VOGONS


First post, by Baoran

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I remember that my first ever pc had a 40Mb hard drive that needed park command to park the heads in case you moved your computer or something. Anyone knows when hard drives started to do parking automatically when you turn off the computer and how old hard drives still would need to be parked before moving in your retro pc?
I just got recently a pc that came with a 120Mb hard drive and I started to wonder how can I know if I need to park the hard drive before I move it.

I also have other 20Mb and 40Mb hard drives stored somewhere that I have not even tested yet.

Reply 1 of 15, by bjwil1991

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I believe it was in the early or mid 1990's when IDE or ESDI hard drives came out and did the parking automatically when the system was switched off. Nowadays, there's software for a specific system (maybe all of them nowadays) that parks the hard drive in case the desktop or laptop drops to prevent the heads from crashing or breaking.

Normally, the park command is used for either the MFM or RLL hard drives, but, I believe it depends upon the manufacturer. The old Winchester hard drives required the PARK command to be utilized to prevent the data to get lost or damaged when moving the computer.

If the info is incorrect, feel free to correct me. I grew up around IDE drives, as well as an old Hardcard (Quantum).

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Reply 2 of 15, by torindkflt

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My first Toshiba T3100 portable from 1986 had a (proprietary) MFM hard drive that automatically parked the heads after five seconds of inactivity. Regardless, it still also included a utility called SHIPTRAK that could be used to manually park the drives. I don't know if it was specific to that model of drive/system or if it was a universal utility the previous owner put on there. I still have a copy of it, but I have not yet tried it on any of my other systems with MFM drives.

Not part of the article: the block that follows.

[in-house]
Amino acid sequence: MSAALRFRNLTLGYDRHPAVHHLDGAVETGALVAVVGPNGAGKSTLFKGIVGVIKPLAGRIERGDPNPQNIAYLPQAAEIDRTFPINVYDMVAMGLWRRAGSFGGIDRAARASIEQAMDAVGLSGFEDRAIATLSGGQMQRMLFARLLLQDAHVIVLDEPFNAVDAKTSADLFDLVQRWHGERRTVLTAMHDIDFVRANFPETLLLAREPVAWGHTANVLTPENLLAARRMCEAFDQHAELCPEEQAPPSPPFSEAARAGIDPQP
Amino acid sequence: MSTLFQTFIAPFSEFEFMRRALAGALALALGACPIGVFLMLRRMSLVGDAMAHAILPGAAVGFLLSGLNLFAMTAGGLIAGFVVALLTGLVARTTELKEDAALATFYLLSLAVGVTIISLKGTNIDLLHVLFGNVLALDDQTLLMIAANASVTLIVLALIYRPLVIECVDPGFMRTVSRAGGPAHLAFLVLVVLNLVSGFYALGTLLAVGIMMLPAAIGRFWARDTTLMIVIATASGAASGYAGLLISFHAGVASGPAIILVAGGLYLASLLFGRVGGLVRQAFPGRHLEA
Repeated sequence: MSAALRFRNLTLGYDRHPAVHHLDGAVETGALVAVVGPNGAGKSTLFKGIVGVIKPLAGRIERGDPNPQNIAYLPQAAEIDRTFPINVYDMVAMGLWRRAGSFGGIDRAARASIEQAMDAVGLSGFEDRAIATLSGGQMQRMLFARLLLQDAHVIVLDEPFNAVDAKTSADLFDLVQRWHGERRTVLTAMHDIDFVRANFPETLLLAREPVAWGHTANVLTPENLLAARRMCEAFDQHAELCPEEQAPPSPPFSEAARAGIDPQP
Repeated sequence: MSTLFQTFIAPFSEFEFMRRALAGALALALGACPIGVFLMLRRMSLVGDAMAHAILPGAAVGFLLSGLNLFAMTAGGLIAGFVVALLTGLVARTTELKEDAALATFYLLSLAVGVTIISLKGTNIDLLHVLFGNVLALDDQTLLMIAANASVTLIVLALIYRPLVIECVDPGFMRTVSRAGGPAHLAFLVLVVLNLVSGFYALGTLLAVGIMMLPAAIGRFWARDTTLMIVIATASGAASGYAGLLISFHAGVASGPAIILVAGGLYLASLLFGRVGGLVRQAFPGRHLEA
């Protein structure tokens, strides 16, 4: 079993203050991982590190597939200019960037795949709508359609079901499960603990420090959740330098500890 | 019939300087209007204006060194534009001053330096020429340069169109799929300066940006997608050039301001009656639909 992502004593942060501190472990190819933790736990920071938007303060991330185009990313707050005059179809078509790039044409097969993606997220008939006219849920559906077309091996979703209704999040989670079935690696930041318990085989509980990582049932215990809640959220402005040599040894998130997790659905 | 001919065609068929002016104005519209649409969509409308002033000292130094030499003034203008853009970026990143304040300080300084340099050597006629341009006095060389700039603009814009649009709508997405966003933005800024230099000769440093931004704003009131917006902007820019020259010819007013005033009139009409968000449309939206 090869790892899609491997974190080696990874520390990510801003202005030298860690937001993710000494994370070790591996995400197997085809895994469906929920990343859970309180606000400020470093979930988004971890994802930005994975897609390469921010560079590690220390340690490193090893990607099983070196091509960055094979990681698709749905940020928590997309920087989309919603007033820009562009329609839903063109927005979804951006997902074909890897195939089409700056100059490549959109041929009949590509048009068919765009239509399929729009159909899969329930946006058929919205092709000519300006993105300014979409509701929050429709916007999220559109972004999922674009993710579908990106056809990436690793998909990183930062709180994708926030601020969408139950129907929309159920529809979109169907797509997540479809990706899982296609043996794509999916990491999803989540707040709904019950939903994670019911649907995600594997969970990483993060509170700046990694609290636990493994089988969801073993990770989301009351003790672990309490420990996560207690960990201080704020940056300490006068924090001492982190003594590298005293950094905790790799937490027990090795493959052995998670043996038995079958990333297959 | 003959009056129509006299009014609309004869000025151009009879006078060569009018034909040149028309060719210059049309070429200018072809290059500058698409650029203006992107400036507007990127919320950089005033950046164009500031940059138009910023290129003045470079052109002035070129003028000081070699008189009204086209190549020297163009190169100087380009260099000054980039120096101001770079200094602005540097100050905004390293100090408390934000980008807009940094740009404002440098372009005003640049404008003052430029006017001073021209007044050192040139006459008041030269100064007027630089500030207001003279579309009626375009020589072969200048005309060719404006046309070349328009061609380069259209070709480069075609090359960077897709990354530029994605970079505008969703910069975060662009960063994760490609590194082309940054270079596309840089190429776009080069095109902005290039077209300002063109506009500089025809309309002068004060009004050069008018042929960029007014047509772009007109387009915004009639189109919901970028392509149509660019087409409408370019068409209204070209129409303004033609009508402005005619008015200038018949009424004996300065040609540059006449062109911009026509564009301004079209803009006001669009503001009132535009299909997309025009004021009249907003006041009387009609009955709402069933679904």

Reply 3 of 15, by Baoran

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So you would expect any ide drive even as small as 20mb or 40mb to park automatically?
I have a huge MFM drive stored with a controller card. I would love to test it some day, but I don't know if there is any chance such old hard drive works.

Reply 4 of 15, by brostenen

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Baoran wrote:

So you would expect any ide drive even as small as 20mb or 40mb to park automatically?
I have a huge MFM drive stored with a controller card. I would love to test it some day, but I don't know if there is any chance such old hard drive works.

It has nothing to do with drive sizes as such. A few MFM drives had a storage capacity of "mind blowing" 120(150?)-something megabyte's. 🤣

I believe the feature is called "Autopark", and if you find the feature/spec/data-sheet online, you might be able to figure out if the drive supports it. I have never seen an IDE drive that lacked autopark. To my knowledge it is all MFM/RLL drives that need it. Yet I do remember people talking about this feature and drives being sold with autopark as a selling point, back when IDE drives was already on the market. So my memory on if it was only MFM/RLL drives or it was a few early IDE drives as well, are not really accurate. Though I have a strong believe that IDE drives had this feature from the start.

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Reply 5 of 15, by Baoran

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brostenen wrote:
Baoran wrote:

So you would expect any ide drive even as small as 20mb or 40mb to park automatically?
I have a huge MFM drive stored with a controller card. I would love to test it some day, but I don't know if there is any chance such old hard drive works.

It has nothing to do with drive sizes as such. A few MFM drives had a storage capacity of "mind blowing" 120(150?)-something megabyte's. 🤣

I believe the feature is called "Autopark", and if you find the feature/spec/data-sheet online, you might be able to figure out if the drive supports it. I have never seen an IDE drive that lacked autopark. To my knowledge it is all MFM/RLL drives that need it. Yet I do remember people talking about this feature and drives being sold with autopark as a selling point, back when IDE drives was already on the market. So my memory on if it was only MFM/RLL drives or it was a few early IDE drives as well, are not really accurate. Though I have a strong believe that IDE drives had this feature from the start.

I didn't mean it would depend on the size. What I was asking was that could drives as old as when they were still selling 20mb or 40mb drives have auto parking.

Reply 6 of 15, by brostenen

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Baoran wrote:

I didn't mean it would depend on the size. What I was asking was that could drives as old as when they were still selling 20mb or 40mb drives have auto parking.

I don't know. As I wrote, then it was a selling point, back in the early days of IDE drives. If it was some of the early IDE drives that had it as that "brand new" feature, or it was all IDE drives that had it hence they compared IDE vs. MFM/RLL drives. Is something I don't remember. After all, I was only a young boy at the age of 14 in 1990.